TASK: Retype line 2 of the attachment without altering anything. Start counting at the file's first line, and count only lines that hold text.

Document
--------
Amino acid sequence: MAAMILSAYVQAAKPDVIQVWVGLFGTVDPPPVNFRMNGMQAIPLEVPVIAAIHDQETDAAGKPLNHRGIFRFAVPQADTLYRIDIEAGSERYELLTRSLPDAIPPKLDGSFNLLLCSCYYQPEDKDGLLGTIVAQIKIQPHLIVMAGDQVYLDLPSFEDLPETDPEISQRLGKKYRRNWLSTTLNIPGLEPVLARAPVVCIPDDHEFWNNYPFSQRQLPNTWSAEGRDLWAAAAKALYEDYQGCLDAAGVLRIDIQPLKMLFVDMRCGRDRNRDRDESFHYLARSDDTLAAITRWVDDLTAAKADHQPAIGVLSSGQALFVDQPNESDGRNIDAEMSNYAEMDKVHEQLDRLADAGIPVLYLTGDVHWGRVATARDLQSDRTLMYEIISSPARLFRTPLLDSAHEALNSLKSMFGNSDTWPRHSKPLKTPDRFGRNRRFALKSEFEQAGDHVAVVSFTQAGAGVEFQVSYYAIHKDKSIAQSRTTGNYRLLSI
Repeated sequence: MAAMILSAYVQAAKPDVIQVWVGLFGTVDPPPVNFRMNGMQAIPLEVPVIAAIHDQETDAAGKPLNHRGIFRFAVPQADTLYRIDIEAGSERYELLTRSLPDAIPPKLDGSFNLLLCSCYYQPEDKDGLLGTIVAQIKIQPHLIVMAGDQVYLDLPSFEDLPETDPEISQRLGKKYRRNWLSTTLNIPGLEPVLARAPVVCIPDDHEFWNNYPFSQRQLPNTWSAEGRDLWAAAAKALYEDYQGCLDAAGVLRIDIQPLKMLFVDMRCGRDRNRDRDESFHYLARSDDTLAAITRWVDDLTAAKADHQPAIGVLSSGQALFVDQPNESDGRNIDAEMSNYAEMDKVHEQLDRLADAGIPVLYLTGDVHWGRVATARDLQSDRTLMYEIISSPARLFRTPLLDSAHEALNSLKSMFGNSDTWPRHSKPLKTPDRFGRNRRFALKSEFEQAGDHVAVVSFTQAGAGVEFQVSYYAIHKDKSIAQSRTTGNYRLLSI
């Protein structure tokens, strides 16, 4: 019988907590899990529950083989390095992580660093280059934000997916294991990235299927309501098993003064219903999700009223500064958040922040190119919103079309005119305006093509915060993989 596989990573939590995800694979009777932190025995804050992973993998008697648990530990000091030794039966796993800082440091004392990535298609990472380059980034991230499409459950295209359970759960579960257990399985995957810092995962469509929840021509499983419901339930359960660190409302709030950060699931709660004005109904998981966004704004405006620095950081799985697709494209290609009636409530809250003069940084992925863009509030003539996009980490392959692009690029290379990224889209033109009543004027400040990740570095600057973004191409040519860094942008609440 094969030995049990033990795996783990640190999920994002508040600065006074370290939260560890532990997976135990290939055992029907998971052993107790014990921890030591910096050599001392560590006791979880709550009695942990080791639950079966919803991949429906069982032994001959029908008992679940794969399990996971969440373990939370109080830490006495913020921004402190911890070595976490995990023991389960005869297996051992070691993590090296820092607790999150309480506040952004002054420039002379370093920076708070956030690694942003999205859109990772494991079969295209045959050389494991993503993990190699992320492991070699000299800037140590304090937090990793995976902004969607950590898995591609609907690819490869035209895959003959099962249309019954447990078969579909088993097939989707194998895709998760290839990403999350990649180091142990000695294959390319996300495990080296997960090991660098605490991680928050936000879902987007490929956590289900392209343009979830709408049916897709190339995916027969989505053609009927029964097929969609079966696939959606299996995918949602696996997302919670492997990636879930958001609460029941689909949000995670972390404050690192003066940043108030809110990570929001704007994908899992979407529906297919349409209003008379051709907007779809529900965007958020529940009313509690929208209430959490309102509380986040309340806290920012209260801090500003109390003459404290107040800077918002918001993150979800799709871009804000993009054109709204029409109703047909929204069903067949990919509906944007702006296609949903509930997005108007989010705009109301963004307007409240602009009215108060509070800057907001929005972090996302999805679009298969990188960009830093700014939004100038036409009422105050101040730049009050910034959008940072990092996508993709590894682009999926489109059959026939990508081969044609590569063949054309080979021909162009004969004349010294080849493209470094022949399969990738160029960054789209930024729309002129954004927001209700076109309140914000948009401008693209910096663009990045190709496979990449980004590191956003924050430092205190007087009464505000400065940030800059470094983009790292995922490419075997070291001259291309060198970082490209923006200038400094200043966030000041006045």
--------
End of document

Repeated sequence: MAAMILSAYVQAAKPDVIQVWVGLFGTVDPPPVNFRMNGMQAIPLEVPVIAAIHDQETDAAGKPLNHRGIFRFAVPQADTLYRIDIEAGSERYELLTRSLPDAIPPKLDGSFNLLLCSCYYQPEDKDGLLGTIVAQIKIQPHLIVMAGDQVYLDLPSFEDLPETDPEISQRLGKKYRRNWLSTTLNIPGLEPVLARAPVVCIPDDHEFWNNYPFSQRQLPNTWSAEGRDLWAAAAKALYEDYQGCLDAAGVLRIDIQPLKMLFVDMRCGRDRNRDRDESFHYLARSDDTLAAITRWVDDLTAAKADHQPAIGVLSSGQALFVDQPNESDGRNIDAEMSNYAEMDKVHEQLDRLADAGIPVLYLTGDVHWGRVATARDLQSDRTLMYEIISSPARLFRTPLLDSAHEALNSLKSMFGNSDTWPRHSKPLKTPDRFGRNRRFALKSEFEQAGDHVAVVSFTQAGAGVEFQVSYYAIHKDKSIAQSRTTGNYRLLSI